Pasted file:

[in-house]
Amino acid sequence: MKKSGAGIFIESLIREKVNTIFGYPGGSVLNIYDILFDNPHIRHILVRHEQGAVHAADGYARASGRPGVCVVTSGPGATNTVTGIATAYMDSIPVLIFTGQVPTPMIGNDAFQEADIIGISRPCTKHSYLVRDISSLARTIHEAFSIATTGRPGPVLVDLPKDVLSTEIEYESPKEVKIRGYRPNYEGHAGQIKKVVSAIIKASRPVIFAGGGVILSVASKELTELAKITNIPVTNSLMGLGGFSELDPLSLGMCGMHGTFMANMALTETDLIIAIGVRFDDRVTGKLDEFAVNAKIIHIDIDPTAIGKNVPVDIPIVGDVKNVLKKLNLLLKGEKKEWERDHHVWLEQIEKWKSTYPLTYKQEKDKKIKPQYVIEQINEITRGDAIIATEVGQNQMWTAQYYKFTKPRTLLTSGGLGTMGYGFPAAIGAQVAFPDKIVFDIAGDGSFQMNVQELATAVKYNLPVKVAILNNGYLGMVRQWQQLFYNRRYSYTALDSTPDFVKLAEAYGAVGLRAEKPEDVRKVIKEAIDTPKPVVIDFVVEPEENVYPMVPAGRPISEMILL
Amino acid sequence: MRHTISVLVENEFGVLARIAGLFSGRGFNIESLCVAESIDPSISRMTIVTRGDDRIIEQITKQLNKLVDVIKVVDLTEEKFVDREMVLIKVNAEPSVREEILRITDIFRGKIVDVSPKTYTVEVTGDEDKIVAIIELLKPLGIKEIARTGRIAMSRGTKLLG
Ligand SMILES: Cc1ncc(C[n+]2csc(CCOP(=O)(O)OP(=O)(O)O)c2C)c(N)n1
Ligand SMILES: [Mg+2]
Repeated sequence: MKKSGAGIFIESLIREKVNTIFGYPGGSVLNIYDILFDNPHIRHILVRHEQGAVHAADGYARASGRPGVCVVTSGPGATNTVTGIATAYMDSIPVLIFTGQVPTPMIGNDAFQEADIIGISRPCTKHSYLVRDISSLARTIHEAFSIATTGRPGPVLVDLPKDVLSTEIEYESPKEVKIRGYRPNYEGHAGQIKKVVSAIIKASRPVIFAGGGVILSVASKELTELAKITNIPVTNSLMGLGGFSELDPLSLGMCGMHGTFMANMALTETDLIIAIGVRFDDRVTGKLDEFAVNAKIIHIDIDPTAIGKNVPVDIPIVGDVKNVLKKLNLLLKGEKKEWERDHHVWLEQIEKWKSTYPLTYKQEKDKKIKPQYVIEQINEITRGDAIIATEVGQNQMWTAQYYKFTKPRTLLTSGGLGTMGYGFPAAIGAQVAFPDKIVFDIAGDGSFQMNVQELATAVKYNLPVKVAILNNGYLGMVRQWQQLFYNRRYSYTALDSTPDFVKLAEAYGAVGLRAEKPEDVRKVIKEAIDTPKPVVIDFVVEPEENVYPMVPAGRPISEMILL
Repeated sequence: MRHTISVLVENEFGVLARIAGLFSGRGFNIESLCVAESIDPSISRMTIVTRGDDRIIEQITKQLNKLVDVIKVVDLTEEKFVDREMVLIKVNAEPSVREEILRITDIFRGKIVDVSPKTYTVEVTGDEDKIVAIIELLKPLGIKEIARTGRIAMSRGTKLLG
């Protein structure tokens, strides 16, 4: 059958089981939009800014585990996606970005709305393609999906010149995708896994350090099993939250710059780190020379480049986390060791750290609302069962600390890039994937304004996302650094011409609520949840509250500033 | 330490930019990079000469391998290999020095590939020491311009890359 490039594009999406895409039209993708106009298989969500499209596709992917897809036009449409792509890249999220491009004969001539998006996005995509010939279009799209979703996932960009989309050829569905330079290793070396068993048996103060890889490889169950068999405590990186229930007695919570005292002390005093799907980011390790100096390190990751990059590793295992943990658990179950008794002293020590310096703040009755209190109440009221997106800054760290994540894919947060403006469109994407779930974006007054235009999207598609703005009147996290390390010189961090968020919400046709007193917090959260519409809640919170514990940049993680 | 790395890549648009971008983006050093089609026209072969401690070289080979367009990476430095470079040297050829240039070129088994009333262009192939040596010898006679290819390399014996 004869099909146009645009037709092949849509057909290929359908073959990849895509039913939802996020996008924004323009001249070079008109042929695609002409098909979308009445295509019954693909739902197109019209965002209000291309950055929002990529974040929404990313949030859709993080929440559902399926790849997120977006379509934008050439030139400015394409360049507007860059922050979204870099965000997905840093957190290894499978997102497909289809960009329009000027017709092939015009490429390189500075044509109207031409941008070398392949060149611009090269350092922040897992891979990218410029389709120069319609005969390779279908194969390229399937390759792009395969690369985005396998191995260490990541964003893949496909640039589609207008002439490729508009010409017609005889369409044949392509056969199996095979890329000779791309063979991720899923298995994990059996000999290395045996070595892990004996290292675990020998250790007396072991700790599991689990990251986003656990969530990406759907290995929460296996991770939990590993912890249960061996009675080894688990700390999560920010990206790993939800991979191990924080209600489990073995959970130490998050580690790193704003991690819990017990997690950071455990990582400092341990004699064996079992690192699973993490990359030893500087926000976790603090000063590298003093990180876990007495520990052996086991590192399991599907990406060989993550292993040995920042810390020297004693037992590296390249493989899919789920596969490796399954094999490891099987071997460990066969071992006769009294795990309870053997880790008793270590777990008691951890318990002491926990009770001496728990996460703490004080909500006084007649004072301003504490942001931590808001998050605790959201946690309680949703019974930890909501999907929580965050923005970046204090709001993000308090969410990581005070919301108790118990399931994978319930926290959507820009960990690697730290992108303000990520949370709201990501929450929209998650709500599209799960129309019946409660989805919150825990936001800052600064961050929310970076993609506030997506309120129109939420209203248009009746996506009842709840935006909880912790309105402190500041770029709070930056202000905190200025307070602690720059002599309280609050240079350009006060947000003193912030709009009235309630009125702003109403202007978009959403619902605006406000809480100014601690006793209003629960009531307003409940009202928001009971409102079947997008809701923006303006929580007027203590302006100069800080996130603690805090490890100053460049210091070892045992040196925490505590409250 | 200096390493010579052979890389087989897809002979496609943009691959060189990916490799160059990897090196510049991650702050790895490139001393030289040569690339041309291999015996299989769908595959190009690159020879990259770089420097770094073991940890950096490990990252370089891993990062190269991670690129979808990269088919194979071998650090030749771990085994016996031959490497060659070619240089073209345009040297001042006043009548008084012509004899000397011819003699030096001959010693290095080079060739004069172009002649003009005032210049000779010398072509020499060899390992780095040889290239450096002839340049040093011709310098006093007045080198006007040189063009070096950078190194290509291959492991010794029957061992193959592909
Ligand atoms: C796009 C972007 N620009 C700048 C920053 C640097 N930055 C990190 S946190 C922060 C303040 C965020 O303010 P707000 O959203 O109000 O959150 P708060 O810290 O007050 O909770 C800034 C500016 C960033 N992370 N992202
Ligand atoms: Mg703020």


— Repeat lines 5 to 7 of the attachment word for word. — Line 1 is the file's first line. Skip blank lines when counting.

Ligand SMILES: [Mg+2]
Repeated sequence: MKKSGAGIFIESLIREKVNTIFGYPGGSVLNIYDILFDNPHIRHILVRHEQGAVHAADGYARASGRPGVCVVTSGPGATNTVTGIATAYMDSIPVLIFTGQVPTPMIGNDAFQEADIIGISRPCTKHSYLVRDISSLARTIHEAFSIATTGRPGPVLVDLPKDVLSTEIEYESPKEVKIRGYRPNYEGHAGQIKKVVSAIIKASRPVIFAGGGVILSVASKELTELAKITNIPVTNSLMGLGGFSELDPLSLGMCGMHGTFMANMALTETDLIIAIGVRFDDRVTGKLDEFAVNAKIIHIDIDPTAIGKNVPVDIPIVGDVKNVLKKLNLLLKGEKKEWERDHHVWLEQIEKWKSTYPLTYKQEKDKKIKPQYVIEQINEITRGDAIIATEVGQNQMWTAQYYKFTKPRTLLTSGGLGTMGYGFPAAIGAQVAFPDKIVFDIAGDGSFQMNVQELATAVKYNLPVKVAILNNGYLGMVRQWQQLFYNRRYSYTALDSTPDFVKLAEAYGAVGLRAEKPEDVRKVIKEAIDTPKPVVIDFVVEPEENVYPMVPAGRPISEMILL
Repeated sequence: MRHTISVLVENEFGVLARIAGLFSGRGFNIESLCVAESIDPSISRMTIVTRGDDRIIEQITKQLNKLVDVIKVVDLTEEKFVDREMVLIKVNAEPSVREEILRITDIFRGKIVDVSPKTYTVEVTGDEDKIVAIIELLKPLGIKEIARTGRIAMSRGTKLLG